In 2006, Laguna Beach resident Mary Ellen Carter joined her husband, federal Judge David Carter, on a trip to Malawi, a landlocked country about the size of Pennsylvania in southeastern Africa.
While her husband counseled the judiciary on how to avoid money laundering by terrorist organizations at the behest of the U.S. Treasury Department, she commandeered a hotel driver for a trip to a nearby village to distribute the school supplies and over-the-counter medicine she had brought from home.
That one charitable act started a chain reaction. A year later, Carter established the Laguna Beach-based non-profit Direct Connections to Africa, which, among other things, provides high school scholarships. One of the first 10 high school graduates sponsored by the nonprofit, Tasmim Mapira, just wrapped up a three-week visit to Laguna Beach sharing her experiences with local audiences.
Despite feeling overwhelmed by leaving her poor homeland for the first time for the abundance of Orange County, Tasmim graciously accepted the role of Malawian “ambassador” to raise awareness about her country’s hardships and to highlight Carter’s mission to improve lives there.
She bravely embarked on a whirlwind of speaking engagements, including interviews with KOCE and start-up radio station operator Tyler Russell; talks at the Presbyterian church, at an event with potential philanthropists, and at a human rights luncheon; and a presentation to students of Anneliese’s School. (She also managed a little recreational time in Disneyland.)
During Carter’s initial trip, Sarah, the grade school teacher who so gratefully received the donated school supplies, shared her dream of starting a pre-school.
Realizing how a little could make a big difference in Malawi, Carter started sending boxes of supplies to Sarah after she returned home. As the pre-school began to evolve with her help, so did Carter’s plans to make a more permanent commitment to the Malawian children. She founded Direct Connections to Africa, which besides its role in establishing and supporting Sarah’s preschool, which now enrolls 280 students, supports education elsewhere. The nonprofit provides children clothing and school supplies, funds tables and chairs in classrooms and books for libraries and supports school expansion. Levels of giving range from $25 to supply flip-flops to 20 shoeless kids to $80,000 to build a library/computer building.
Well aware of typical pitfalls of philanthropy without oversight, Carter has two trustworthy representatives who supervise the nonprofit’s spending in the village and she herself travels there each June to check up on the projects.
The organization’s signature program matches high school students like Tasmim to U.S. sponsors, who underwrite their enrollment in Malawi schools. The Malawian government supports children through primary school, but enrollment in high school requires fees of roughly $300 a year, an amount few can afford, to say nothing of college. A World Bank study says fewer than 25 percent of eligible Malawian children remain in school by eighth grade. The study attributes this to household economic constraints and lack education infrastructure. Malawi’s GDP per capita is $900, 217th in the world, according to the CIA Factbook.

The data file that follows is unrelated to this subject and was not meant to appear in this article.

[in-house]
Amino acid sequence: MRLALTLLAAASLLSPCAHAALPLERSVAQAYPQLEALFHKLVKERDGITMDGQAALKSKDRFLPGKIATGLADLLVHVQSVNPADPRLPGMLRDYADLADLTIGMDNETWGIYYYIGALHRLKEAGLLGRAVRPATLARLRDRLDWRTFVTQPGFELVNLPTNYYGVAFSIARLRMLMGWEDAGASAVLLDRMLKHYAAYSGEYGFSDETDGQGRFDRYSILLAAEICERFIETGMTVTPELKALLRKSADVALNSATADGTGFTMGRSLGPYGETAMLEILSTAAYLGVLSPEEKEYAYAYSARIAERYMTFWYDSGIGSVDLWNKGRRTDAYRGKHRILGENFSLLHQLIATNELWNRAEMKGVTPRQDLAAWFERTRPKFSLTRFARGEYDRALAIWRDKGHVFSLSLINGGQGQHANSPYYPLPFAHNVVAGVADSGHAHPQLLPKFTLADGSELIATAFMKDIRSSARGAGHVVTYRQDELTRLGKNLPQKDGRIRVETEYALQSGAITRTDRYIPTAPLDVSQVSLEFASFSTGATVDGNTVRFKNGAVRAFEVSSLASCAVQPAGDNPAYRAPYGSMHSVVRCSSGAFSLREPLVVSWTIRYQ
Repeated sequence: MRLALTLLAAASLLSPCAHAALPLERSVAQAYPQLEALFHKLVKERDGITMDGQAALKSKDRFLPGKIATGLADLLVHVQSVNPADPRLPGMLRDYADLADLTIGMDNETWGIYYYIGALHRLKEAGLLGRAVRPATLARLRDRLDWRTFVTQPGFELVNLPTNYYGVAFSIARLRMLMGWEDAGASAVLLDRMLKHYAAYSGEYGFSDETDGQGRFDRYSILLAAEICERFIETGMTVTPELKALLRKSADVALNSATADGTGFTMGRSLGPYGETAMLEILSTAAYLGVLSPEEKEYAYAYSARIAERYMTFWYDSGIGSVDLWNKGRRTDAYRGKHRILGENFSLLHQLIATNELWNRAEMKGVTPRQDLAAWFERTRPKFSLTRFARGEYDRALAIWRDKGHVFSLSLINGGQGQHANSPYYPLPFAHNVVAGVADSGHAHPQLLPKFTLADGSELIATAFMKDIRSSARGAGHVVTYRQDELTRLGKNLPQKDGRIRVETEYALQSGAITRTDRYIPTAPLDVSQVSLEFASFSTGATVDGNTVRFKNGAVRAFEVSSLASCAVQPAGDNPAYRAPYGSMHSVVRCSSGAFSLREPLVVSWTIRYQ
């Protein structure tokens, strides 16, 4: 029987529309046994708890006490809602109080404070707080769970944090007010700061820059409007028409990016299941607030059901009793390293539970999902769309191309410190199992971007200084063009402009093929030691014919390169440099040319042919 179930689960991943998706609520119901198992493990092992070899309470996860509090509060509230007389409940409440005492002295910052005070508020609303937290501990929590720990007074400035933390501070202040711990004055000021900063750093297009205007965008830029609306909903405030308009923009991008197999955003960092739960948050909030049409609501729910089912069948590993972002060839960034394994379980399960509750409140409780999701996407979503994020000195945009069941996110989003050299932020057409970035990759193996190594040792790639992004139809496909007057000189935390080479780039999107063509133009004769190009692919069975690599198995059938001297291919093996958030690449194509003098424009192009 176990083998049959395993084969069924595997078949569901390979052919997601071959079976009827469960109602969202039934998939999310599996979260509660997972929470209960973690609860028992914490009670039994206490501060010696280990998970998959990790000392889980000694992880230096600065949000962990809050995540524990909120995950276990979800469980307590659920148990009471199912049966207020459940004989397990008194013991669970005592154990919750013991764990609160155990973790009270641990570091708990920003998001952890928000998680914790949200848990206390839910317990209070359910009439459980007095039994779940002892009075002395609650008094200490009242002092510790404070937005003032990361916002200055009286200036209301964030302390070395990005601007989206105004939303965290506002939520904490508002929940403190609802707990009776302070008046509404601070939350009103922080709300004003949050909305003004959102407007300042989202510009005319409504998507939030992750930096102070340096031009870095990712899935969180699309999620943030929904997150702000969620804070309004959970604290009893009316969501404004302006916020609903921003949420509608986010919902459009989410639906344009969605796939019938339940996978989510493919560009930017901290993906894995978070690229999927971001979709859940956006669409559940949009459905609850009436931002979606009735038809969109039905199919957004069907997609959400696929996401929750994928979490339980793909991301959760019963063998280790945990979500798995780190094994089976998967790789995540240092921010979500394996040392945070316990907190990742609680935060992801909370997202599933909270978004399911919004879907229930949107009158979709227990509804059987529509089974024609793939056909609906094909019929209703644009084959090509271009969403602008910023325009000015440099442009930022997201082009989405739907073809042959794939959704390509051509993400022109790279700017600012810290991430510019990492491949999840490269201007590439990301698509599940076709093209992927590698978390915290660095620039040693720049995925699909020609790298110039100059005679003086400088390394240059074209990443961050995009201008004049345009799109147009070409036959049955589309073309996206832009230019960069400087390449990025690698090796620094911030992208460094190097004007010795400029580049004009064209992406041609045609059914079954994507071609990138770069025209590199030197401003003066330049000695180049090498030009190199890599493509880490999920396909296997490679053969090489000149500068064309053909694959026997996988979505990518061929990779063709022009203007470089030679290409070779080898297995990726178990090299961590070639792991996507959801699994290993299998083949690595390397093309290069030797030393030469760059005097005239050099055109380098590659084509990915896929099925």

Direct Connections requires high school-student sponsors to commit to the full four years, to avoid a student’s losing funding before graduation.
Carter, a counselor by profession, also aims to see her mission become self-sustaining. She counsels Sarah on collecting something from preschool parents to demonstrate the value of education. Likewise, the sponsored students must write monthly letters to their benefactors and connect with them.
Now a high school graduate who will complete a two-year, college-level hotel management course in December, Tasmim was matched with Carter’s friend Magrette Bass of San Clemente. Bass paid for Tasmim’s college instruction as well. With an eye on her future career, Tasmim visited restaurants and hotels during her stay, asking managers questions about their operations.
“It’s fun following through with a student,” said the 62-year old Carter, who supported another Malawi student, John, through high school and now pays his way at the hotel management school.
After arriving here, Tasmim was most impressed by the big roads, countless cars, and especially the abundance of food, clothing and water. Orphaned at a young age and living with her aunt in a small village, Tasmim used to walk two miles to get water every morning before school, then walk five miles to high school. After school, she made another trek to retrieve water before tackling her homework, by which time, she admits, she was often exhausted. Fortunately, while attending college in the capital city of Lilongwe, Tasmim lives in a kind of pension near the school, which provides room and board and she has more time to devote to her studies.
Bass and Carter shared the expense of bringing Tasmim to the U.S. Because of the difficulty of getting a visa, Carter enlisted the help of the U.S. Ambassador to Malawi. Even so they jumped through a lot of hoops.
“I feel education is a crucial step on the road to being lifted out of poverty,” said Bass, explaining her decision to sponsor Tasmim’s schooling, with the ultimate goal of giving her self-sufficiency. Despite the monthly missives from her charge, Bass admitted that “my direct connection suddenly became much more personal the moment I saw Tasmim, and heard her gentle voice, and looked into her warm eyes.”
She knows it will be a lifelong connection and said that getting to know Tasmim over the past years has enriched her family’s life and rewarded them, particularly her pre-teen grandkids, with “a global perspective in a very direct and personal way.”
For more information about DCTA, visit www.dctafrica.net.